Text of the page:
Don’t Leave Me

To live in this world, you must be able to do three things: to love what is mortal; to hold it against your bones knowing your own life depends on it; and, when the time comes to let it go, to let it go. ~Mary Oliver, American poet

Don’t leave me in the Spring —

When tiny robins and bunnies leap from their nests
When lilac blossoms waft fragrant on gentle breezes
When sun-splashed skies exude fathoms of blue.

Don’t leave me in the Summer —

When vacation trails beckon adventures to warm beaches
When the ice cream truck bell shimmers refreshment
When fireworks adorn the skies and Sol glows until bedtime.

Don’t leave me in the Fall —

When tree fashion turns to reds, golds, and bronzes
When sweaters, flannel, and blue jeans emerge from hiding
When togetherness means pumpkins, apple cider, and football.

Don’t leave me in Winter —

When lacy snowflakes multiply into mountains of white
When absolute stillness opens its arms to a huge maize moon
When holidays and holy days fade disagreements and strife.

Just don’t leave me at all, okay?

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21 thoughts on “Don’t Leave Me

  1. Mary Oliver is one of my favorite poets. I was able to hear her speak and read some of her poems many years ago, and she did not disappoint on any level. I think she would appreciate your use of her quote with your beautiful poem and the images it conjures up!

    • What a lovely thing to say — thank you so much! I’m glad you felt her quote worked here, and I’m even gladder my own poem didn’t disappoint!

  2. Debbie, I LOVE THIS POST!!! Starting with the stunning quote by Mary Oliver, to your oh-so beautiful poem!

    The words you used to describe each season are stellar because they paint the perfect picture.

    One of the things I missed (and the reason I moved back to the Northeast from Florida) is the change of seasons. As one ends, another begins; each bringing with it something special. For me, the seasons represent the various cycles/evolutions of life.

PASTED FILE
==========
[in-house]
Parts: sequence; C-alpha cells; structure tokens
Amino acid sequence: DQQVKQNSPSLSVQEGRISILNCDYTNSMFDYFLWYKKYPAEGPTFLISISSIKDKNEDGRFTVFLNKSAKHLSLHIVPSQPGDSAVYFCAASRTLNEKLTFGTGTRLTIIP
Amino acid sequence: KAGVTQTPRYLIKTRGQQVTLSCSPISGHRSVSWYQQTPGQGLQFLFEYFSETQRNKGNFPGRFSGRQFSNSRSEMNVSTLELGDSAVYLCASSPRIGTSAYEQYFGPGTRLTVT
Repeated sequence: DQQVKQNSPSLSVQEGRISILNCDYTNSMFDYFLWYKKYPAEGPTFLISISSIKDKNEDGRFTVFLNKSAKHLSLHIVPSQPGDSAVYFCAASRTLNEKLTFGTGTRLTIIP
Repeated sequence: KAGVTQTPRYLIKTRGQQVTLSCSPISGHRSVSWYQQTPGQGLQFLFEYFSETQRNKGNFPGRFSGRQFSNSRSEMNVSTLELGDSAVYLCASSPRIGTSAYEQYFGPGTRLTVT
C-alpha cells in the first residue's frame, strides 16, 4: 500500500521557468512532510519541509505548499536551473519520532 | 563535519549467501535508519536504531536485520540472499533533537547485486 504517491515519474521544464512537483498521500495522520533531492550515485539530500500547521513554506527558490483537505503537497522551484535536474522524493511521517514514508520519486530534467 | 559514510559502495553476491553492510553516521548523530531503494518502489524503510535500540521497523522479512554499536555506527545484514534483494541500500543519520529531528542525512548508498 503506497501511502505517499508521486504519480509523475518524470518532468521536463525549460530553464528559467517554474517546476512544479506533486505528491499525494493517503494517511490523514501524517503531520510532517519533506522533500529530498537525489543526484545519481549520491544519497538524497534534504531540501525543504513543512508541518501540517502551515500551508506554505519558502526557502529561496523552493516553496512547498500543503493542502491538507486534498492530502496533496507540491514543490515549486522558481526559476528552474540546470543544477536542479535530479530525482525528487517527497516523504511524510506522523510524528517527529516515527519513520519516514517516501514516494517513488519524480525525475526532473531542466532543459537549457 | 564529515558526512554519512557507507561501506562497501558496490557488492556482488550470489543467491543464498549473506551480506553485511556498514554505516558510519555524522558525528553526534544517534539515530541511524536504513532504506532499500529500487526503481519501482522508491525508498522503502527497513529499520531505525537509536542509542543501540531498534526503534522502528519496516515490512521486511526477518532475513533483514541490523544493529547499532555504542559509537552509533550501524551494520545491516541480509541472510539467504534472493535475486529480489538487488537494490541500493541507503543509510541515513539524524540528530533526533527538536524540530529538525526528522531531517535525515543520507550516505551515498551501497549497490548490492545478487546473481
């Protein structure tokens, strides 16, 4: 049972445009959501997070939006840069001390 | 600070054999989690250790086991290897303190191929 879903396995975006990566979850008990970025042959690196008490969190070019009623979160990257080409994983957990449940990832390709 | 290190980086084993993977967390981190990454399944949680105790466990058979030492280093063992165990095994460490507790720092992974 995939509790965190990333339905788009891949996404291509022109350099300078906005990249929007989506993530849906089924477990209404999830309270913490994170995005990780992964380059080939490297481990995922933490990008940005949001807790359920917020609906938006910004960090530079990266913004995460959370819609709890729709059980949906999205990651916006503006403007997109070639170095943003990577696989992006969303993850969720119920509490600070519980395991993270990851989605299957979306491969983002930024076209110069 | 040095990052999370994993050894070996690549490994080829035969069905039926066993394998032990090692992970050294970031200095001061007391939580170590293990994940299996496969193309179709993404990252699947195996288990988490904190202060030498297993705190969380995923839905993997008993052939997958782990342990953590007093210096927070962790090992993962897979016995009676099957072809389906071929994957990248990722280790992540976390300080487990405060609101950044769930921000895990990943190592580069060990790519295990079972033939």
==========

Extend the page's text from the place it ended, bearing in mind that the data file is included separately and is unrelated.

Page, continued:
Have a super weekend, my friend!
    X

    • Thanks so very much, Ron! When I lived in Texas, I, too, missed the definite seasons, each one beautiful in its own way. Sure, it’s nice having warm weather when the north is buried in snow, but the summers with their 90s and 100s are pretty intolerable!

      Glad you liked my poem. Re-reading it, I suppose one could interpret it in several different ways, and maybe that’s not a bad thing. Words, I think, should reach out to us wherever we are.

      Hope you’re having a great weekend! xx

    • Oh, you really think so? Wow, I’m loving the generous compliment — thank you, FF! I was hoping it would be comforting to readers rather than depressing.

  3. You’ve made me nostalgic for the seasons, Debbie. Their comings and leavings always seemed comforting, somehow. No matter what else might be happening, we knew we could count on the seasons — and we still can. Your descriptions are lovely, and I especially like the line about holidays and holy days easing strife. We could use a little more of that!

    • Thank you, Linda, for such a lovely comment! I know most poetry can be interpreted on many levels, but I was hoping this one would be comforting instead of maudlin. People — and pets — enter and leave our lives, as the seasons do. I imagine we should appreciate them while they’re around. And oh, yes, maybe we need more holidays and holy days to reduce the strife that seems rampant these days!

  4. Oh, how could you have known I’m working on my mother’s eulogy this weekend? What beautiful, poignant writing you’ve shared. I remember the day my mother died, I was in Charlotte, NC, having just been with her two days before and she was doing well, and I found a hospital chapel to cry and cry in, and kept asking her, “why?” As in why did you have to leave now, Mom? We had this to do and that to do and a new great-grandchild for her was weeks from being born…..I was bereft and angry and being a big baby – so, I get it, Don’t leave me is something we wish for all those whom we love.

    • Barb, I’m so sorry. I can’t fathom writing a eulogy for a deceased loved one, but if this poem eases your grief at all, I’m glad for having written it. Never feel like a big baby for honestly weeping your emotions, my friend. The death of a parent (I know, having lost my dad eight years ago) changes you, forces you to grow up. Thank you for sharing the memory of your mother’s death — I’m sure she’s looking down right now and beaming with pride over the loving family she helped bring into existence!

    • Monica, my mom always thought Robert Goulet was an outstanding songbird. Thanks for that link. I do remember the song and thought about linking to it somewhere in my post; however, as you pointed out, the song is more from the viewpoint of the one leaving, and my poem had to be from the viewpoint of the one left behind.

  5. Beautiful poem. And to Barbara above – I’m so sorry about your mom. It’s so hard to say goodbye, but writing an eulogy for her will help you process it all. I know. I had to do the same when my mom died unexpectedly 10 days after my last visit home. Hugs to you. Everybody needs their mom.

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